The papers in this session are excellent examples of theory successfully applied to OO problems. Findler and Felleisen address contract soundness with respect to annotated Java in its various incarnations. Their results will be relevant to anyone applying formal specification to Java using tools like iContract, JML, and Jass. Ancona, et al., solidify the type theoretic and algebraic foundations of Java’s semantics, a highly pertinent area given the popularity of that language. Finally, Bachrach shows how to do macros “right” in Java—à la Dylan and Lisp, with several new twists.

Contract Soundness for Object-Oriented Languages
Robert Bruce Findler, Rice University
Matthias Felleisen, Rice University and Northeastern University

A Core Calculus for Java Exceptions
Davide Ancona, DISI - Università di Genova
Giovanni Lagorio, DISI - Università di Genova
Elena Zucca, DISI - Università di Genova

The Java Syntactic Extender
Jonathan Bachrach, MIT AI Lab
Keith Playford, Functional Objects, Inc.

Convention Center — Ballroom D
Session C
Practitioner Reports: Distributed Systems
Chair: Gerard Meszaros, ClearStream Consulting

Distributed architectures are both a blessing and a curse: With careful planning and design, they can help with reliability and scalability, but “getting it right” is no small challenge. In this session, two reports describe how distributed systems were successfully developed to provide scalable business applications, and the third author presents an approach for certifying performance of a distributed system.

SPCQuote: The Evolution of a Client Application to Distributed Service Processing
Karen Hope, The St. Paul, Inc.
John Finegan,
The St. Paul, Inc.

The Business Foundation System (BFS) writes and manages small business commercial insurance policies for The St. Paul Fire & Marine insurance companies. The original system, deployed in 1996, was a client-based VSE Smalltalk application. By the time of its third release, it supported 120 internal users in three locations. Since its deployment the system has had over 30 subsequent releases to increase and improve its functionality, the most notable of these occurring with BFS’s SPCQuote release in April 2000. SPCQuote significantly changed both the system architecture and its development environment and satisfied many disparate key business objectives. Today the system supports over 7500 users in over 3200 locations. It manages over 120,000 policies with policy premiums totaling over $500,000,000. This paper describes the evolution of the smart-client VSE Smalltalk application to an n-tier distributed service model supported by two Smalltalk dialects, Java servlets running within Websphere, and XML as a means of data abstraction.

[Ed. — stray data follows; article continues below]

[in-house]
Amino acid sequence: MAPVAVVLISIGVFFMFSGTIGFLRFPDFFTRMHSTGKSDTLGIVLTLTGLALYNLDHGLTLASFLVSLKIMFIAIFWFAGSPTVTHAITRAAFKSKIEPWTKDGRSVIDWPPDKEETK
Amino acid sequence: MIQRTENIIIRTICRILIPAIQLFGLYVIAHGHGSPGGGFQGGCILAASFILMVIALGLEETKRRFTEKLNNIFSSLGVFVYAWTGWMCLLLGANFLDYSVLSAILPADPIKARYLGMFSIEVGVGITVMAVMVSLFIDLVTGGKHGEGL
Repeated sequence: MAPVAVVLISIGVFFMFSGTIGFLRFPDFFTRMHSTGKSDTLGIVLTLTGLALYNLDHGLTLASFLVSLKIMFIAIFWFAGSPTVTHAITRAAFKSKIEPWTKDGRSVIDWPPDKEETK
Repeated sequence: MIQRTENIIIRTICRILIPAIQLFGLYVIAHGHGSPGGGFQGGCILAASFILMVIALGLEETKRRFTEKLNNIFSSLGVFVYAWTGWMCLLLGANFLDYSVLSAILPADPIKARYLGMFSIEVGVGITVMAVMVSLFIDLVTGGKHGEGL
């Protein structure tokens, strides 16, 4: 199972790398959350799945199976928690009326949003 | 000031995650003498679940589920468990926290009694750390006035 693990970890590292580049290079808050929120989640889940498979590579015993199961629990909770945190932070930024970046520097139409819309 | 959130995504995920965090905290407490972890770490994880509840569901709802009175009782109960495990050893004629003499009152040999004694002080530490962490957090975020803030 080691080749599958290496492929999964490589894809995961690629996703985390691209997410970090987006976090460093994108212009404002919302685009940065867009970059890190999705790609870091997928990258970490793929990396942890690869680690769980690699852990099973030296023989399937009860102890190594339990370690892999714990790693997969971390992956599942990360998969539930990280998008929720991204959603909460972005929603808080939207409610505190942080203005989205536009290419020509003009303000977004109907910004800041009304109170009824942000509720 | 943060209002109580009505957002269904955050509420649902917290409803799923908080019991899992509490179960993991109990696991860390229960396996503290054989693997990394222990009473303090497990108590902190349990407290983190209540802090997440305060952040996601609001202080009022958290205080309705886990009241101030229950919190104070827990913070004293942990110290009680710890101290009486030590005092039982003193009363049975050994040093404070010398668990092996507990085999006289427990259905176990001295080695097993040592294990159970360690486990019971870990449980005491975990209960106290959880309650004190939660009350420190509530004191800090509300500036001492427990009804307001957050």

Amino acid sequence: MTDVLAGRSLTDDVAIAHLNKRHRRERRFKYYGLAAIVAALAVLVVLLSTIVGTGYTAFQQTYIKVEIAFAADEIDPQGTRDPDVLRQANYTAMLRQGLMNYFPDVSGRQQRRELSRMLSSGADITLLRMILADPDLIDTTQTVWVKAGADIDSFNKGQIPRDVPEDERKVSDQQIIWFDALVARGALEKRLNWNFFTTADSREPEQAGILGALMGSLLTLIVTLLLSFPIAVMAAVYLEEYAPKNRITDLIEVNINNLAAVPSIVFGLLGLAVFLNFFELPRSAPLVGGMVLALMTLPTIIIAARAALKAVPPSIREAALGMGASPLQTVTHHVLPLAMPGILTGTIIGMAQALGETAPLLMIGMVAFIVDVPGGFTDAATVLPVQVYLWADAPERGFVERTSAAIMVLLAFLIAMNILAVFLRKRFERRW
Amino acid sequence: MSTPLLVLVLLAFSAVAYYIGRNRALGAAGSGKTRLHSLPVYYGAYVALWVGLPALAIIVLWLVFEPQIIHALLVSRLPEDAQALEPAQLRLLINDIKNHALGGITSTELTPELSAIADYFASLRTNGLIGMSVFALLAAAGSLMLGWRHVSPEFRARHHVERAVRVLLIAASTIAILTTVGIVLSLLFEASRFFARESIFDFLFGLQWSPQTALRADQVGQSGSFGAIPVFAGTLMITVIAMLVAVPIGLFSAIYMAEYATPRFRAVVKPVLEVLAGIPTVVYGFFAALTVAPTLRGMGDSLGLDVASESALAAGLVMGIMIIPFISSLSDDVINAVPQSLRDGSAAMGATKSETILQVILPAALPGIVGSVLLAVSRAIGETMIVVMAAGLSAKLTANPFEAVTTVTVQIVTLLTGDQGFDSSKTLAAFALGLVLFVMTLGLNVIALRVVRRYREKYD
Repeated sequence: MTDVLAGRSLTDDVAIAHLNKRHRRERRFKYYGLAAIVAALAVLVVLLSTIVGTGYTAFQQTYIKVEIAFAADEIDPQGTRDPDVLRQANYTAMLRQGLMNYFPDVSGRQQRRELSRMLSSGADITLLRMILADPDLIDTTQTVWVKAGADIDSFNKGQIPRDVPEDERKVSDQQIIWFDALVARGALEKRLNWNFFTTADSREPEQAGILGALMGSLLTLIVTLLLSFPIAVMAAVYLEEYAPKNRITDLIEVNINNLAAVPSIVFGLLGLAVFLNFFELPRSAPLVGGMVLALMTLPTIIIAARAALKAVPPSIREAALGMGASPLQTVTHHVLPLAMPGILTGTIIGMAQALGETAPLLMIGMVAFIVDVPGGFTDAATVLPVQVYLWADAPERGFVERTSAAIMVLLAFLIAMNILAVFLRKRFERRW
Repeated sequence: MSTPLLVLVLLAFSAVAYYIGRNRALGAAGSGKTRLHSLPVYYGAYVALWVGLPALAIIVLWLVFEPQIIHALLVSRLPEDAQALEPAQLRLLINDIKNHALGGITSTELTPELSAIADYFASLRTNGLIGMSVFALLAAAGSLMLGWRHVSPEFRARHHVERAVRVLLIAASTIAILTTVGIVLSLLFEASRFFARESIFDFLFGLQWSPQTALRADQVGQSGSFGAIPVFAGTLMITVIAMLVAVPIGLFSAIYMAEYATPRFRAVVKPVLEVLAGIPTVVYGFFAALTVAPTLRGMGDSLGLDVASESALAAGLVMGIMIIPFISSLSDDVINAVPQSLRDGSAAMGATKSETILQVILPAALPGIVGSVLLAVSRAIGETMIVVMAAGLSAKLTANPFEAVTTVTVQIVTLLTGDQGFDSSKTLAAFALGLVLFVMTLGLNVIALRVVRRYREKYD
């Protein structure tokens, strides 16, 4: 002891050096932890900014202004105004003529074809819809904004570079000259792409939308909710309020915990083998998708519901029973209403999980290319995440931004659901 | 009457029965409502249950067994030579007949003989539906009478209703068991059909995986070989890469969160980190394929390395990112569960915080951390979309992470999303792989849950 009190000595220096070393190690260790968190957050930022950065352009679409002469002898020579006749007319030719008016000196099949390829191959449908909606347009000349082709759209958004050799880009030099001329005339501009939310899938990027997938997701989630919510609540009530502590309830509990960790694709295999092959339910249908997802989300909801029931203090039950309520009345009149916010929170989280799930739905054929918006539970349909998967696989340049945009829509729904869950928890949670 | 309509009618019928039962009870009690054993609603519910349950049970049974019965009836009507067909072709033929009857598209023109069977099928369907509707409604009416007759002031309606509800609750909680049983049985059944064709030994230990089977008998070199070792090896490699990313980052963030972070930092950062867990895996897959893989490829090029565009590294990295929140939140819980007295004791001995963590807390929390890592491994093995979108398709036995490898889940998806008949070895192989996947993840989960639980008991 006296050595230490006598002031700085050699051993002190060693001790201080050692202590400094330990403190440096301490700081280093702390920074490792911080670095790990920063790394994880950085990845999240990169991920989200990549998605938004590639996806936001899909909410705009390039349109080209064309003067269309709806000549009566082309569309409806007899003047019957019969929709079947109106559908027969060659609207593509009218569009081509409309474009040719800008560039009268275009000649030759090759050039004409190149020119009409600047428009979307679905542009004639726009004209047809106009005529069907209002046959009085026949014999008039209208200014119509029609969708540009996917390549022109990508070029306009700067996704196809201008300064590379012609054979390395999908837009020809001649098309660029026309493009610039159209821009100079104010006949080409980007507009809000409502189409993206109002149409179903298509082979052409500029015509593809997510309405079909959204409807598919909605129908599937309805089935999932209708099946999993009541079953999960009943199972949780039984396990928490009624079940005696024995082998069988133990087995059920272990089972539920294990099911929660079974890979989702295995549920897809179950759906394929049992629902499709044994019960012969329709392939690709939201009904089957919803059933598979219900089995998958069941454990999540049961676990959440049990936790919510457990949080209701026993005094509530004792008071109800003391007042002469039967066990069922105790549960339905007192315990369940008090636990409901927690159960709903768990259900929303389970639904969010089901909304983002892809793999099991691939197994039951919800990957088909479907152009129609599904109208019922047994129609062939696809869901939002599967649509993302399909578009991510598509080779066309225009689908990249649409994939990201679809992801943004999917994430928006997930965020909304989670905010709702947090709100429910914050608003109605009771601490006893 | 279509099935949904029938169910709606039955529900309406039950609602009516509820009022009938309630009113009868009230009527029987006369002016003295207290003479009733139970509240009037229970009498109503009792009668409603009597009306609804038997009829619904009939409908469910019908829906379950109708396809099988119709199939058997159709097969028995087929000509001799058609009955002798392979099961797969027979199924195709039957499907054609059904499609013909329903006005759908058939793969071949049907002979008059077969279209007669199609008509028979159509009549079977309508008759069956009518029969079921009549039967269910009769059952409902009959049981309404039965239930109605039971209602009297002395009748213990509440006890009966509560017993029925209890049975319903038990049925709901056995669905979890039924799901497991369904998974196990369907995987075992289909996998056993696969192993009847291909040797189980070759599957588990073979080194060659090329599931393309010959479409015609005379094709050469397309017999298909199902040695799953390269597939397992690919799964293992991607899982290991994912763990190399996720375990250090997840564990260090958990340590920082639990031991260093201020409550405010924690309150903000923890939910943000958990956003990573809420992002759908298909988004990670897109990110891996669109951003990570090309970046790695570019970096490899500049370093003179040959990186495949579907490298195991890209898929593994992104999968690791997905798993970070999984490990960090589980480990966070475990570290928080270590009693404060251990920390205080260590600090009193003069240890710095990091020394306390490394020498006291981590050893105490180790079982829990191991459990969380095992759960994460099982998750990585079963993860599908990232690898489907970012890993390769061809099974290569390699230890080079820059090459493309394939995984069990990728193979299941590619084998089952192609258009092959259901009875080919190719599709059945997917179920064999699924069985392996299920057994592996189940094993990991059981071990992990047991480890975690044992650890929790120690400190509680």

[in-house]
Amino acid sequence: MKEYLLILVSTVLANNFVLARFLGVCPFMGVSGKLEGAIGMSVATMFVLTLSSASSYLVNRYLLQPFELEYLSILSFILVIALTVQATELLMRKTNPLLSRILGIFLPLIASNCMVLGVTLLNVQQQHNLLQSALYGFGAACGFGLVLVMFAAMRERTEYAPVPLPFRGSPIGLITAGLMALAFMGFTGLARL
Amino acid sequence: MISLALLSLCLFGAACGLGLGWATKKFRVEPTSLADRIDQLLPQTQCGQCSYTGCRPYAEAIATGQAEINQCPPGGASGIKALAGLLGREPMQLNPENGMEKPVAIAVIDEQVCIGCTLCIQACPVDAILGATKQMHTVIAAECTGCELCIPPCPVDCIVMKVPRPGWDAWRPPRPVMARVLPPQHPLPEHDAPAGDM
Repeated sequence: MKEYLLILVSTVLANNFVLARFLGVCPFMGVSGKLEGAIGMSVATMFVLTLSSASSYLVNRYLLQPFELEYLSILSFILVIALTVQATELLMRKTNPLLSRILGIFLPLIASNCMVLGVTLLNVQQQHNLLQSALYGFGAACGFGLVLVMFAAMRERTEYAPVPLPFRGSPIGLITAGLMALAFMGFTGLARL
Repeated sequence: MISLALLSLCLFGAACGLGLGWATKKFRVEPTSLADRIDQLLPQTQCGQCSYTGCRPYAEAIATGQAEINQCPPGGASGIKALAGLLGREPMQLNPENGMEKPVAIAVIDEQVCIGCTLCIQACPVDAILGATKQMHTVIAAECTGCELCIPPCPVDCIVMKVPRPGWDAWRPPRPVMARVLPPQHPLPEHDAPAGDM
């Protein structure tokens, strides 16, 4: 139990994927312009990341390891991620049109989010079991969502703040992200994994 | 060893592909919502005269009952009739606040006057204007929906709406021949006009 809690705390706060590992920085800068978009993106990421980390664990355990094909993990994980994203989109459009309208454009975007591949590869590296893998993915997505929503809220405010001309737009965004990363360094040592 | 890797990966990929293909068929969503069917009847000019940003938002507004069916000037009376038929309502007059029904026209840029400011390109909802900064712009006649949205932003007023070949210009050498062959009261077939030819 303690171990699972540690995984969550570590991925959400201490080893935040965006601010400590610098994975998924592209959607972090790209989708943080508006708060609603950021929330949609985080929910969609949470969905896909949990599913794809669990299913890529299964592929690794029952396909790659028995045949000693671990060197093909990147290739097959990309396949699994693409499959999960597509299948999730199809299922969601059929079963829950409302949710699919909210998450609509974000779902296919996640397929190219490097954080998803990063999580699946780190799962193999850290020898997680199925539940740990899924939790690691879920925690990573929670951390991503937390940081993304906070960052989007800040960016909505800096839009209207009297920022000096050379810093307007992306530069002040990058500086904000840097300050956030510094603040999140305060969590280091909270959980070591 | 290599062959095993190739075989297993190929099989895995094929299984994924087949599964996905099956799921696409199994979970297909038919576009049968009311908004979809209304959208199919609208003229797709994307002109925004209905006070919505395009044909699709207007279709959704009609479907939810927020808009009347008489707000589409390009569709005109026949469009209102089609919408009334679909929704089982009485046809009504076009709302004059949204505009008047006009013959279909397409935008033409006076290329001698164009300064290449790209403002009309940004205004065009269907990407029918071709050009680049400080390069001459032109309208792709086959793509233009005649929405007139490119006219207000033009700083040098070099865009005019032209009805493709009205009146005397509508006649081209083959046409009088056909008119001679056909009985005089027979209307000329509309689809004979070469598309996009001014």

Business Automation with Distributed Objects
Jason Rogers, Ontario Teachers’ Pension Plan Board
Dean Mackie, Ontario Teachers’ Pension Plan Board
Angus MacArthur, Ontario Teachers’ Pension Plan Board

A large financial institution was faced with the challenge of having to process twice the normal yearly workload without increasing their workforce. The challenge was met by reusing components of an existing object-oriented application in a distributed, fully automated configuration. That solution is discussed, along with subsequent system architecture evolution, resulting improvements to development practices, and the ripple effects of changing the culture of senior management that it was designed to serve.

Certifying Component Performance in Synchronous Distributed Client/Server Systems
Dong-Lih Denq, AT&T-Network Services
Irwin Dunietz, AT&T-Network Services
John Eddy, AT&T-Network Services
Willa Ehrlich, AT&T-Network Services
Don Gerth, AT&T-Network Services
Brian Larson, AT&T-Network Services
Geetha Sivaprasad, AT&T-Network Services

This paper describes an approach for certifying performance of a distributed system that utilizes synchronous interprocess communication. The system is composed of multiple managed objects implemented in object server processes (i.e., components) that communicate via CORBA middleware. Component performance is certified empirically through “pairwise” testing that emphasizes interactions between a component and its lower-level servers. The applicability of this approach is demonstrated for an AT&T provisioning system.